Q: I’ve got a lease for one year, but it looks like I’m about to get the boot. My landlord stopped by to say that he can no longer afford to pay his mortgage, and he’s received a notice of default. He advised me to get ready to move, once the bank forecloses. What are my options? –Bruce B.

A: Your question is very timely. Before May 20, 2009, most renters lost their leases upon foreclosure. The rule in most states was that if the mortgage was recorded before the lease was signed (mortgages are usually recorded right after they’re signed), a foreclosure wiped out the lease (this rule is known as "first in time, first in right"). Because most leases last no longer than a year, it was all too common for the mortgage to predate the lease and destroy it upon foreclosure. Sadly for most renters, your landlord’s advice was accurate.

These rules changed dramatically on May 20, 2009, when President Obama signed the "Protecting Tenants at Foreclosure Act of 2009." This legislation provided that leases would survive a foreclosure — meaning the tenant could stay at least until the end of the lease — and that month-to-month tenants would be entitled to 90 days’ notice before having to move out (this notice period is longer than any state’s nonforeclosure notice period, a real boon to tenants).

An exception was carved out for buyers who intend to live on the property. These buyers may terminate a lease with 90 days’ notice. Importantly, the law provides that any state legislation that is more generous to tenants will not be preempted by the federal law. These protections apply to Section 8 tenants, too.

Though you don’t mention being under rent control, I should add that tenants who live in cities with rent control "just cause" eviction protection have always been protected from losing their homes at the hands of an acquiring bank or new owner. These tenants can rely on their ordinance’s list of allowable, or "just causes," for termination. Because a change of ownership, without more, does not justify a termination, the fact that the change occurred through foreclosure will not end the tenancy.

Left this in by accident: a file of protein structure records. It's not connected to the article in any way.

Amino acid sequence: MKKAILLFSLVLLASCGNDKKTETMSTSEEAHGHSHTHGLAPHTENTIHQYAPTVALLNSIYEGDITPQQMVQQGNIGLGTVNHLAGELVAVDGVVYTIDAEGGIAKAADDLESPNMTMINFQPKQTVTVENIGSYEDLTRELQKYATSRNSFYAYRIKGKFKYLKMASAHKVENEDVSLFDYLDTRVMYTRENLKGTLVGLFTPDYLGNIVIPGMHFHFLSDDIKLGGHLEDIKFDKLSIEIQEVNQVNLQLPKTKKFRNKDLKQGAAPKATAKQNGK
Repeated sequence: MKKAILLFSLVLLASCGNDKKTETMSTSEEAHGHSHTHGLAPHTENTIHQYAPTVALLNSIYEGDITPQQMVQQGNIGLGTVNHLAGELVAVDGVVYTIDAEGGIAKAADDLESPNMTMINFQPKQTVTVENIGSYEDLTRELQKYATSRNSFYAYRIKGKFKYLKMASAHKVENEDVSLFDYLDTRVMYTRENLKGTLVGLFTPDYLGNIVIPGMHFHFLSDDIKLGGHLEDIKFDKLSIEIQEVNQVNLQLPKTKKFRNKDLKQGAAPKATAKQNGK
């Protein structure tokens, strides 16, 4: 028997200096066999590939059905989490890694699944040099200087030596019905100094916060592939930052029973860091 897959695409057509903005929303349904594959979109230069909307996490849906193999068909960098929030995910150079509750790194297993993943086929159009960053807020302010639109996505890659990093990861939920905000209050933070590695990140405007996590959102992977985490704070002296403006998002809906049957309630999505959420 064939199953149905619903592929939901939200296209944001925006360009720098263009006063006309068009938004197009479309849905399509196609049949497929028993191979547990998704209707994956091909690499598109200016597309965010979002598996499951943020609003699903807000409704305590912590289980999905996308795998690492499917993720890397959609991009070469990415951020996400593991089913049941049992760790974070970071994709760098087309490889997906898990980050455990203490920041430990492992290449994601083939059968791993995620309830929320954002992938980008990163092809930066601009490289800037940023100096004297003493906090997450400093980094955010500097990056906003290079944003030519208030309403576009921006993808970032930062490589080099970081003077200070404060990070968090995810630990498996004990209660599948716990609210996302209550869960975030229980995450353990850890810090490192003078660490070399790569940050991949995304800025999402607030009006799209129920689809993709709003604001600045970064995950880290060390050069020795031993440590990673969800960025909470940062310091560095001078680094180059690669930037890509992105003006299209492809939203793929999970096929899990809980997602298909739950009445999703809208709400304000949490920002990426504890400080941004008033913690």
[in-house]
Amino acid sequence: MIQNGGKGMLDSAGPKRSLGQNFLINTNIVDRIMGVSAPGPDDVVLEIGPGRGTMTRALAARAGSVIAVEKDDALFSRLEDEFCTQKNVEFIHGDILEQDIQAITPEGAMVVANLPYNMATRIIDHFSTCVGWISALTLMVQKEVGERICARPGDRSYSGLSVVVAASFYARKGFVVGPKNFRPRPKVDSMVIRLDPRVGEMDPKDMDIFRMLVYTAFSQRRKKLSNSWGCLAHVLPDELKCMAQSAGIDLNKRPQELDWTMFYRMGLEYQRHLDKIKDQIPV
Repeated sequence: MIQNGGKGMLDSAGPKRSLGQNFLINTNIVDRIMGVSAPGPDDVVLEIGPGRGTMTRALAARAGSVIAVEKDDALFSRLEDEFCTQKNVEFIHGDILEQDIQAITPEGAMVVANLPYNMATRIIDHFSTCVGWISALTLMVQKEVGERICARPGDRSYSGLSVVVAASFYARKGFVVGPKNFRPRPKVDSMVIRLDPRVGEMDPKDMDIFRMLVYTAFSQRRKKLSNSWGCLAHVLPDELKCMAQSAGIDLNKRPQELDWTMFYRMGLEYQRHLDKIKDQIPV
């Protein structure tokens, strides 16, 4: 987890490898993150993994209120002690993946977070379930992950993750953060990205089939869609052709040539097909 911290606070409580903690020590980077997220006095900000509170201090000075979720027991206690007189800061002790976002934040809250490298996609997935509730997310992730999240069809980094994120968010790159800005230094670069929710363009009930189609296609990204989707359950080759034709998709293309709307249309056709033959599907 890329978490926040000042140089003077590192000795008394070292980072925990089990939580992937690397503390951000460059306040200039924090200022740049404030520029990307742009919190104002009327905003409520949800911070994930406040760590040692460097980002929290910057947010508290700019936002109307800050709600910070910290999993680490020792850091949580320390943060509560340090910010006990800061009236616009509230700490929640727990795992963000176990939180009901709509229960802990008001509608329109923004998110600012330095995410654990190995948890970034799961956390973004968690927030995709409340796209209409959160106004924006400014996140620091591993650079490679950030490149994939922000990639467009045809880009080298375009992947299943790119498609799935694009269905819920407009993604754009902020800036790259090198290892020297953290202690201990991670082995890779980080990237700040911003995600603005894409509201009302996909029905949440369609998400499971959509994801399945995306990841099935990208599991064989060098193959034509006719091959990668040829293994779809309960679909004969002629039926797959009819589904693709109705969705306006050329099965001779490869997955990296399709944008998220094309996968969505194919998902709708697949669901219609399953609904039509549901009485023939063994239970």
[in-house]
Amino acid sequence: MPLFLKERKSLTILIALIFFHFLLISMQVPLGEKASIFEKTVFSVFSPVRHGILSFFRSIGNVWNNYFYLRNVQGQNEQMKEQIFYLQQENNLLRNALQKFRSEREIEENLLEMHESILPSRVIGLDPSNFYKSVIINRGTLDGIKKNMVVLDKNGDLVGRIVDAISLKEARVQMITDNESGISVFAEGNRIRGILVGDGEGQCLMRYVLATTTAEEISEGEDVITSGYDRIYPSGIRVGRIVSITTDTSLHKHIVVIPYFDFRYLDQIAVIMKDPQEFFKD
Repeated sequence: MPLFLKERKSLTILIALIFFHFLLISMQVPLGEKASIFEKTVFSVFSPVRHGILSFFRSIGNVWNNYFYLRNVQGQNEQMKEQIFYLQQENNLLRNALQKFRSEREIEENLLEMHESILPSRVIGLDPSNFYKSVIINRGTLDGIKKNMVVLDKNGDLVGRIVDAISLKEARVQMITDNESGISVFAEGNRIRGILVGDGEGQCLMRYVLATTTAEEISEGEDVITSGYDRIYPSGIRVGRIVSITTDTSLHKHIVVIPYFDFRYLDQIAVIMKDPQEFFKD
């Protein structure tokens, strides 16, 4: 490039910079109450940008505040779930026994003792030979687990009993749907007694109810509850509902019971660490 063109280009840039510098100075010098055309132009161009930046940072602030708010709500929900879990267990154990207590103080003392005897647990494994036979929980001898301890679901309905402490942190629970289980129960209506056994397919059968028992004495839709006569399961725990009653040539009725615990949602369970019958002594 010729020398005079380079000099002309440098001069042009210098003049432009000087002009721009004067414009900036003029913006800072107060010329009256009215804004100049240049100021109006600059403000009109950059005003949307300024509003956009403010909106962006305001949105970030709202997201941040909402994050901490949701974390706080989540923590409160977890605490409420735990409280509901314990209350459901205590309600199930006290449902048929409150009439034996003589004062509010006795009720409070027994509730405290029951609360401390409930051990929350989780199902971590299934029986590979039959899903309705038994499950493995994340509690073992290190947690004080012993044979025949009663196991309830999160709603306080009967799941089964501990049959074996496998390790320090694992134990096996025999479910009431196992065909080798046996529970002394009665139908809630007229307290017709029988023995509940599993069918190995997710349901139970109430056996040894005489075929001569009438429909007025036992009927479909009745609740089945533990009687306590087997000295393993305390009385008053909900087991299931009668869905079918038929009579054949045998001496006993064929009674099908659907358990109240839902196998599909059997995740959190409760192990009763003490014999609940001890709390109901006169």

So here’s the bottom line: If your home is sold to a new owner at a foreclosure sale, and that owner intends to live there, your lease may be terminated with 90 days’ notice. But if the bank hangs onto the property, or if it’s bought as an investment property, your lease will survive.

Q: I’ve ended up with a deadbeat tenant, though I checked him out when I reviewed his application. I called his landlord, who said "No" when I asked if there had been any problems. That recommendation was the deciding factor in my decision to choose this applicant over a couple of others — then the trouble began. I’ve since learned that he was about to be evicted from his last place and had caused all kinds of grief. In other words, that landlord lied to me in order to get me to take this guy off his hands. It’s going to take me a lot of time and money to get this tenant evicted. Can I sue that liar? –Brian P.

A: Your experience is not unique, alas. Landlords without scruples will do just as this one did in order to save themselves the expense of an eviction (or in order to get rid of someone whose behavior, though not eviction-worthy, is highly annoying). That’s one reason why savvy landlords always call the previous landlord as well as the current one — a landlord once-removed has no motive to lie. …CONTINUED